The selective application of law is no law at all

By Mei-chin Chen 陳美津  / 

Mon, Apr 18, 2011 - Page 8

An open letter to President Ma Ying-jeou (馬英九) signed by 34 foreign academics and writers criticizing the government’s timing and motives in accusing 17 former Democratic Progressive Party (DPP) government officials with having “failed to return” 36,000 documents during the DPP administration provoked a strong reaction from the Ma administration.

Presidential Office spokesperson Lo Chih-chiang (羅智強) said on Monday last week that the Republic of China is a country ruled by law and the government had no choice, but to follow that law.

However, a Taiwan-based lawyer wrote in a letter to the Liberty Times (the Taipei Times’ sister newspaper) that Lo was not very convincing because the government itself was not following the law. He said the Ma administration was only accusing the 17 DPP officials, but not blaming those Chinese Nationalist Party (KMT) officials who were members of the transition team in 2008, and therefore directly responsible for receiving documents from DPP officials.

If there are any missing documents, KMT officials are equally responsible and should also be investigated by the Control Yuan.

Another writer, a university professor, offered some insight into why the government had reacted so strongly to the open letter. He said that the response was not targeted at the open letter’s signatories, but rather the voting public who — in the view of these officials — do not have the ability to think independently. This demonstrates that the overreactions were politically calculated and aimed at winning next year’s presidential election.

The professor also said Lo’s accusation that the foreign academics were “interfering“ in Taiwan’s internal affairs was palpably absurd.

He said that the academics and writers were all experts in their respective fields and had been supportive of freedom and democracy in Taiwan for many decades. The comments from such friends of Taiwan should be welcomed not rejected, he said.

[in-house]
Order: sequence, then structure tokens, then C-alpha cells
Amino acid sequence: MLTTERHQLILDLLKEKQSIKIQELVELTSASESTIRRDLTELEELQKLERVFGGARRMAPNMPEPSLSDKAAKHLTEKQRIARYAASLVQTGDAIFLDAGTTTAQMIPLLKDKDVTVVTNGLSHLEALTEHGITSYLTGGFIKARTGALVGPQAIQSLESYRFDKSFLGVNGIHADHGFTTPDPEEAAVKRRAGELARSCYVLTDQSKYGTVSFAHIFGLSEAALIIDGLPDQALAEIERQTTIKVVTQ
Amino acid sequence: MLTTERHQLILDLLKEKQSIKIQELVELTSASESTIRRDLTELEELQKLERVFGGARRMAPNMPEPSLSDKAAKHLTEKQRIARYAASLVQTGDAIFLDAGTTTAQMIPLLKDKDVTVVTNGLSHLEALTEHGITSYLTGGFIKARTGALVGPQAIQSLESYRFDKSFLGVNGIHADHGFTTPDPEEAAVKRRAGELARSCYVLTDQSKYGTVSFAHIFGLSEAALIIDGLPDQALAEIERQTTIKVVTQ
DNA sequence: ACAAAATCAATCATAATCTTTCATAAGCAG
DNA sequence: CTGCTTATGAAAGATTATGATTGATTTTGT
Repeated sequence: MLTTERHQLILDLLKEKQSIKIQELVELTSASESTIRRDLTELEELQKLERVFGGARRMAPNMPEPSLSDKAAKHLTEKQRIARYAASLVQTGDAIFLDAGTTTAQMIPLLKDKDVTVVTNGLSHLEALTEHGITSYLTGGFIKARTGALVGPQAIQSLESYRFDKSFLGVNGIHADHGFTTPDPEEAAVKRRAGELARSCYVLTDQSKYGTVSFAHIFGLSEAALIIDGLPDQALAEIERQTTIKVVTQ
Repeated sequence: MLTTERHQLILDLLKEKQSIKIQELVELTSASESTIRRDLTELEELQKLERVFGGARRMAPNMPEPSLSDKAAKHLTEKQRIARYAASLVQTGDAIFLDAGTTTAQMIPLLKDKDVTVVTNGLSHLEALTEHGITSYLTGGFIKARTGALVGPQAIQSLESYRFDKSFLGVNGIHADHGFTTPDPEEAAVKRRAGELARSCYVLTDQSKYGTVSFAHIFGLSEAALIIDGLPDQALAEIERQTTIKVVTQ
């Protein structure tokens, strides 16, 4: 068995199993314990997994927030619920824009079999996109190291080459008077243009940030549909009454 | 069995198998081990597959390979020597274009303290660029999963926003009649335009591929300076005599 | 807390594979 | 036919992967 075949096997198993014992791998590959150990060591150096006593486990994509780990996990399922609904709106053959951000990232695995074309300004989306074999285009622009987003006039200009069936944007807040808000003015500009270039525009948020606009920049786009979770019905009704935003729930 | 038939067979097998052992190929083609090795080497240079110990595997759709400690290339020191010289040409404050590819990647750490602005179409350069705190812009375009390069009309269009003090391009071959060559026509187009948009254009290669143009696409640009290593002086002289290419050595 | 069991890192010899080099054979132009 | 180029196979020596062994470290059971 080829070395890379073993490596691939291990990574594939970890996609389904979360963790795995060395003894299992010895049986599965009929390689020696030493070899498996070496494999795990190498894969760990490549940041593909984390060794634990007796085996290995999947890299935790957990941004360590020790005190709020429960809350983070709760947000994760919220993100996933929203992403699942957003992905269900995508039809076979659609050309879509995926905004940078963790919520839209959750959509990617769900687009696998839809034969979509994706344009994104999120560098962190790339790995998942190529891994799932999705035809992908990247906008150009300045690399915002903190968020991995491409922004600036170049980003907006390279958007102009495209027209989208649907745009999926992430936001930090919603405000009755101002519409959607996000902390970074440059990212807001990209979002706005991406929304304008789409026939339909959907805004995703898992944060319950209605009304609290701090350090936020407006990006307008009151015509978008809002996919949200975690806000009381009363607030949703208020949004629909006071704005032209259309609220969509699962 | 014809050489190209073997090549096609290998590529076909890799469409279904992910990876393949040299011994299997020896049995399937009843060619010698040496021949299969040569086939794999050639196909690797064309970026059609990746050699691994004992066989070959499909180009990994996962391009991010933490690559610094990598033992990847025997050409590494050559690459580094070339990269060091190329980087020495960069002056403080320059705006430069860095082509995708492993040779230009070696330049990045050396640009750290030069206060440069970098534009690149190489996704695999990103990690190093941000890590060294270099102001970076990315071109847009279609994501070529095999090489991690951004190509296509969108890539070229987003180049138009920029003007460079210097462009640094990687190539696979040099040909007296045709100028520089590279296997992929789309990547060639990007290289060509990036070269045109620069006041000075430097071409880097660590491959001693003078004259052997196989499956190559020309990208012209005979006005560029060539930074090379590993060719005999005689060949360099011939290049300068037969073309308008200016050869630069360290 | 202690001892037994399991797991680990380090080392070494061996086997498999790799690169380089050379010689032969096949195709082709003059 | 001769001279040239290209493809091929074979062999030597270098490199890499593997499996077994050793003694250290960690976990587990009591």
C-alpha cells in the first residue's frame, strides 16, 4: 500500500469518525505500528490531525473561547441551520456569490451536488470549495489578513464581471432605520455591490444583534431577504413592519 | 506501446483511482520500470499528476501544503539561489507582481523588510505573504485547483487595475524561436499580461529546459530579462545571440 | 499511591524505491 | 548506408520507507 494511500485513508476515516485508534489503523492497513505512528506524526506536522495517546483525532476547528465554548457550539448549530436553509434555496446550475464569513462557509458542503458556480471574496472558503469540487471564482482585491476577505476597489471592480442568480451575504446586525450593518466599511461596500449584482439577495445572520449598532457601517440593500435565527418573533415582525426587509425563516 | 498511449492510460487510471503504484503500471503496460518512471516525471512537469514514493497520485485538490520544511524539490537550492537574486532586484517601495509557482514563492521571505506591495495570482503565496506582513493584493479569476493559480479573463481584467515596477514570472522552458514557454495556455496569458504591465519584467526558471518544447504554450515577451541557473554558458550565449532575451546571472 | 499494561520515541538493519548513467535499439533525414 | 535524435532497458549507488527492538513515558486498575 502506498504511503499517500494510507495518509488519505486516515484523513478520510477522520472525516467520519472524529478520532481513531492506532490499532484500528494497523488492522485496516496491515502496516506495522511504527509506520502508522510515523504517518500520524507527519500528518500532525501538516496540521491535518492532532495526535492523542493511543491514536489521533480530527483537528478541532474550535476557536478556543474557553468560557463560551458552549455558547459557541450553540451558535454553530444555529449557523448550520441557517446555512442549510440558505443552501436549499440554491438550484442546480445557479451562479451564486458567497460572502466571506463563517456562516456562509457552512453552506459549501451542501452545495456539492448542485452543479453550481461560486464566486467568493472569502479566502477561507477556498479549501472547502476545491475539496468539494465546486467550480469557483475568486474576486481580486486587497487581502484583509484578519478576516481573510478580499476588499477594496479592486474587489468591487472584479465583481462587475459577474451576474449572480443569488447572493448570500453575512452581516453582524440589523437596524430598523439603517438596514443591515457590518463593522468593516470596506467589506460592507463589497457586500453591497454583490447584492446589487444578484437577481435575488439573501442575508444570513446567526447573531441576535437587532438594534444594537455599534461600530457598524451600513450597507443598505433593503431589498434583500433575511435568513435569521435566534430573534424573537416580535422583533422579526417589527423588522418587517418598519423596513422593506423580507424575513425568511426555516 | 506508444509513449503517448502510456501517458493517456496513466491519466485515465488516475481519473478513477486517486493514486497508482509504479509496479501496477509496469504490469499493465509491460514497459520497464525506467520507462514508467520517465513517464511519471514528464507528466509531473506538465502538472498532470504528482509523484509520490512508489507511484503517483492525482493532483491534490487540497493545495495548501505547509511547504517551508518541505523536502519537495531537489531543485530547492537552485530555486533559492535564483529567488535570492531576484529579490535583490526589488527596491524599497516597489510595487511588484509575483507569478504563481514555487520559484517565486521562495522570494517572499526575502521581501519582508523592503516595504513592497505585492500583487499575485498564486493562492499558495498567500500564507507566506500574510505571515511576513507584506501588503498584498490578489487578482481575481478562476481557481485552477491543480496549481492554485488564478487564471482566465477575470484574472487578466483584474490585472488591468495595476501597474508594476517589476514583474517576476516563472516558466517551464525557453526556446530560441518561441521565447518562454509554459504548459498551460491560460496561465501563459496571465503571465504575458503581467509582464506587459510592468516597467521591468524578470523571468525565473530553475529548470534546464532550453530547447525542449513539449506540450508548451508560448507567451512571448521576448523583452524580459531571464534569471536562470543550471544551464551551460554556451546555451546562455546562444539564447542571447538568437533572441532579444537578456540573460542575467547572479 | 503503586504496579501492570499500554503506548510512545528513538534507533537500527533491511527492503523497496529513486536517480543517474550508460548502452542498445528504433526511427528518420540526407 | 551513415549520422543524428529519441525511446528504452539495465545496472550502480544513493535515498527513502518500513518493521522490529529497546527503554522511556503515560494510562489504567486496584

A retired civil servant recounted how when the KMT was in power the different ministries were run in a chaotic manner, but when the DPP came to power in 2000, the government became much more efficient and effective. Part of that was strict guidelines on the handling of official documents, every one being registered and coded after it was received. In other words, it should be very easy to find out where the missing documents are by simply checking the records.

The retiree urged the Ma administration to refrain from vague statements relating to 36,000 “missing documents,” otherwise it would be difficult not to consider such accusations spurious and politically motivated.

Letters and opinion pieces from a cross-section of readers in Taiwan show that many in the nation doubt the credibility of officials in the Ma administration on this issue and believe it to be an attempt to discredit members of the former DPP government.

This selective enforcement of the law by taking “legal” action against former DPP officials started in November 2008, when the Ma government initiated judicial proceedings against a number of individuals.

Statements from the Presidential Office, the Ministry of Foreign Affairs and the KMT that “the ROC is a country of law and order” and that “any action that violates the law will be dealt with according to the law” sound eerily like statements coming out of Beijing after the arrest of artist Ai Weiwei (艾未未).

Taiwanese have worked very hard to make our country a democracy. The recent move by the Ma administration represents backsliding away from the basic principles of democracy and rule of law. I trust that Taiwanese will see through these tactics and vote for a change in government next year.

Mei-chin Chen is a commentator living in Washington.